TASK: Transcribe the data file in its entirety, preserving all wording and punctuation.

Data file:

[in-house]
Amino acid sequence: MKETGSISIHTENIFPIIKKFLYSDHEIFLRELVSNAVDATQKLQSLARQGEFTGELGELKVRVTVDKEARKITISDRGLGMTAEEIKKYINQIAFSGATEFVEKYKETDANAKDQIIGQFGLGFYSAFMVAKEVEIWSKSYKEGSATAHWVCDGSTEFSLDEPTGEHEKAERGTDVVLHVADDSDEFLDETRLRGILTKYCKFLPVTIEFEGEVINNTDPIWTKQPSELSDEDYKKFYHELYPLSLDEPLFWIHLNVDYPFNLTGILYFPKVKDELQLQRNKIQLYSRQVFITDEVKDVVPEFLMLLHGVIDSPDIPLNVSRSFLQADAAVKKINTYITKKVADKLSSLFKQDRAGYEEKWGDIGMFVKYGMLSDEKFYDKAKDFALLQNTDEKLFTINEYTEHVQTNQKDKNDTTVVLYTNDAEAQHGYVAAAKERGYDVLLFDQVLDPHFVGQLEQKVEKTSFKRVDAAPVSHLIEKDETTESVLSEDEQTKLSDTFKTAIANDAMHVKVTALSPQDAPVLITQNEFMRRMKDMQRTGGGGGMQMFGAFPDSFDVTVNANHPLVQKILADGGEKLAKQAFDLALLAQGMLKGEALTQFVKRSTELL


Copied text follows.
[in-house]
Amino acid sequence: MKETGSISIHTENIFPIIKKFLYSDHEIFLRELVSNAVDATQKLQSLARQGEFTGELGELKVRVTVDKEARKITISDRGLGMTAEEIKKYINQIAFSGATEFVEKYKETDANAKDQIIGQFGLGFYSAFMVAKEVEIWSKSYKEGSATAHWVCDGSTEFSLDEPTGEHEKAERGTDVVLHVADDSDEFLDETRLRGILTKYCKFLPVTIEFEGEVINNTDPIWTKQPSELSDEDYKKFYHELYPLSLDEPLFWIHLNVDYPFNLTGILYFPKVKDELQLQRNKIQLYSRQVFITDEVKDVVPEFLMLLHGVIDSPDIPLNVSRSFLQADAAVKKINTYITKKVADKLSSLFKQDRAGYEEKWGDIGMFVKYGMLSDEKFYDKAKDFALLQNTDEKLFTINEYTEHVQTNQKDKNDTTVVLYTNDAEAQHGYVAAAKERGYDVLLFDQVLDPHFVGQLEQKVEKTSFKRVDAAPVSHLIEKDETTESVLSEDEQTKLSDTFKTAIANDAMHVKVTALSPQDAPVLITQNEFMRRMKDMQRTGGGGGMQMFGAFPDSFDVTVNANHPLVQKILADGGEKLAKQAFDLALLAQGMLKGEALTQFVKRSTELL